From the end of the Biafran War in 1970, phenomenal transformations have occurred in Onitsha both at the level of infrastructure (roads, industries, and buildings) and in the building of the city’s social capital (the development of people’s potential). The rapid pace of growth has brought about a lowering of people’s moral scheme as the old moral order and its related political structures gave way to new political structures and new moral schemes.
Crime, corruption, mismanagement of public funds, robbery and cheating have become the part of the normative order of post-Biafran life. The nature of societal ills that occurred in this period has been exacerbated at the local level by the grand economic restructuring going on at the global level.
At the intermediate level of nation states, these economic changes have unleashed a season of poverty and decay of Nigeria and numerous other African countries. The conditionalities these countries accepted in negotiations with the International Monetary Fund (IMF) have proved destructive. The situation in Nigeria is particularly irksome because those at the helm of power continue to use their leadership positions to derail the country’s prospects of economic growth. They did this by turning the nation’s Central Bank into their piggy banks and by expropriating the country’s wealth.
In the last four years, in particular, the attack on Onitsha and the well being of the community has come from the Anambra State House in Awka. With the breakdown of the rule of law and of law and order, the moral restraints on people correspondingly broke down as a segment of Onitsha residents and indigenes engaged in all kinds of nefarious practices – armed robbery, killings, swindling – that eroded the moral fibre of the community. The question we now face is: how do we regain our moral compass and undertake the rebuilding of the city?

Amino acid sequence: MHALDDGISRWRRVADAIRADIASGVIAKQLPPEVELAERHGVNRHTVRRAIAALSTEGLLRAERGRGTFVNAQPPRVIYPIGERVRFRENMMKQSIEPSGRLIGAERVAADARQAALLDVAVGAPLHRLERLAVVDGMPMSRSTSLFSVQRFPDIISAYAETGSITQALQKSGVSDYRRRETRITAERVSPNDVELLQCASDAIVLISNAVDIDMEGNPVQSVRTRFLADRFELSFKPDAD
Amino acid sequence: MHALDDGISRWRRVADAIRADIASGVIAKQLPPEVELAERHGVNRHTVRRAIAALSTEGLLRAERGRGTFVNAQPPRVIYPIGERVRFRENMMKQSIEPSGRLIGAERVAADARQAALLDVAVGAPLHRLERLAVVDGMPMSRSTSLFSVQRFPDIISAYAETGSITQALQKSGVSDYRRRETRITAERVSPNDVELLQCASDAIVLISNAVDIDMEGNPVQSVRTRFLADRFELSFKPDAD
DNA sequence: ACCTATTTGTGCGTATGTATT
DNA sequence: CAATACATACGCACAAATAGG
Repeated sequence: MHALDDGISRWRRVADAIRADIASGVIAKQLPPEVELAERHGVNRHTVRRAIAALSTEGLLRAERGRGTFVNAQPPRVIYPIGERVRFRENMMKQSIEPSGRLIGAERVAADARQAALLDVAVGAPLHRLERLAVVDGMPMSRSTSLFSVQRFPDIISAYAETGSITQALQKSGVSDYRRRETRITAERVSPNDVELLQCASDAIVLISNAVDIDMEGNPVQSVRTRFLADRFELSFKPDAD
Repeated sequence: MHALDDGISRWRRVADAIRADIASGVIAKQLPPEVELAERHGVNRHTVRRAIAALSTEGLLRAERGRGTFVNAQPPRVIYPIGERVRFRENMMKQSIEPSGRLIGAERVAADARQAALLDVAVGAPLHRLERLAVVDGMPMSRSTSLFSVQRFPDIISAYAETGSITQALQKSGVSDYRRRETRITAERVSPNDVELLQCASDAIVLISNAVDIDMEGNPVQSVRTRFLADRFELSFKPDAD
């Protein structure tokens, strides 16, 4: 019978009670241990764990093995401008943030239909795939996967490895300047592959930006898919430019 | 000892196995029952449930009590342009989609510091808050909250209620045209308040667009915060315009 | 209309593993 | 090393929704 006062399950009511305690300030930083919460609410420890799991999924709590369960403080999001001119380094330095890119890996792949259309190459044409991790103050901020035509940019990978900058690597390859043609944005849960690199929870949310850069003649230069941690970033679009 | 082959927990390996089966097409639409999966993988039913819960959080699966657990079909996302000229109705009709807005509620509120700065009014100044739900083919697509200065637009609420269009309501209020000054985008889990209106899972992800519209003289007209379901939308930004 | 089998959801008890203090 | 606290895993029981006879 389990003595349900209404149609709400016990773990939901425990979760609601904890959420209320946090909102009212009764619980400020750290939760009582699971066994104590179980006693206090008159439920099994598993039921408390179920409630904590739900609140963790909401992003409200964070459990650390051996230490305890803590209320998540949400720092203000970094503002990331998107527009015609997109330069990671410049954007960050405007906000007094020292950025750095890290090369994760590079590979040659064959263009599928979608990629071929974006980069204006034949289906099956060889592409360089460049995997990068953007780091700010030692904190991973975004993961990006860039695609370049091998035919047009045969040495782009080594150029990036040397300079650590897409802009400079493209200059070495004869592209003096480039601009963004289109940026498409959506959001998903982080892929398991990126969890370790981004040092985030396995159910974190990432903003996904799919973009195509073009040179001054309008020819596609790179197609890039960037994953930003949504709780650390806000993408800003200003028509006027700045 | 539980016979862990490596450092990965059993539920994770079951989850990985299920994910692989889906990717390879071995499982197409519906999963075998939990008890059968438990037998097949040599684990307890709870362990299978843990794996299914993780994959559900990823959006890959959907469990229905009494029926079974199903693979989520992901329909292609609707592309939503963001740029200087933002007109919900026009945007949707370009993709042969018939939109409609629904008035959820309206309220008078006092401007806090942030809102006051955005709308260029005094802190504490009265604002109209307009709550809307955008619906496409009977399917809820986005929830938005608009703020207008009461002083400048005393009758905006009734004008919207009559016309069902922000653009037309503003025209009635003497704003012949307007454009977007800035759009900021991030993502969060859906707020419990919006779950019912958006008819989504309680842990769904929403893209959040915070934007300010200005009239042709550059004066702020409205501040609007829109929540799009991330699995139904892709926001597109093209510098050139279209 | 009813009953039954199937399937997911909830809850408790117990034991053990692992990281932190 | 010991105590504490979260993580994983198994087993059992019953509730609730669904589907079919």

As history reveals, possibilities for change exist. The survival of Onitsha depends on the strategic decisions that we make now for the development and growth of the city. These decisions must come from imagining and subsequently reinventing the city into the clean bustling city it once was. But men alone must not do this planning as has been the case in the past seven decades when men arrogated to themselves the exclusive right to make decisions for the community.
In those decades, a male dominant way of doing things was fallaciously justified on the basis of tradition. Yet, historical evidence does show that as far back as 1857 and 1872 the Omu and Ikporo Onitsha were critical participants in the determination of matters of national importance. It was only with the advent of colonialism and its male-privileging ideology that Onitsha men gained educational advantage. Since then, they used their advantage in gender discriminatory ways to advance their own cross-cutting interests.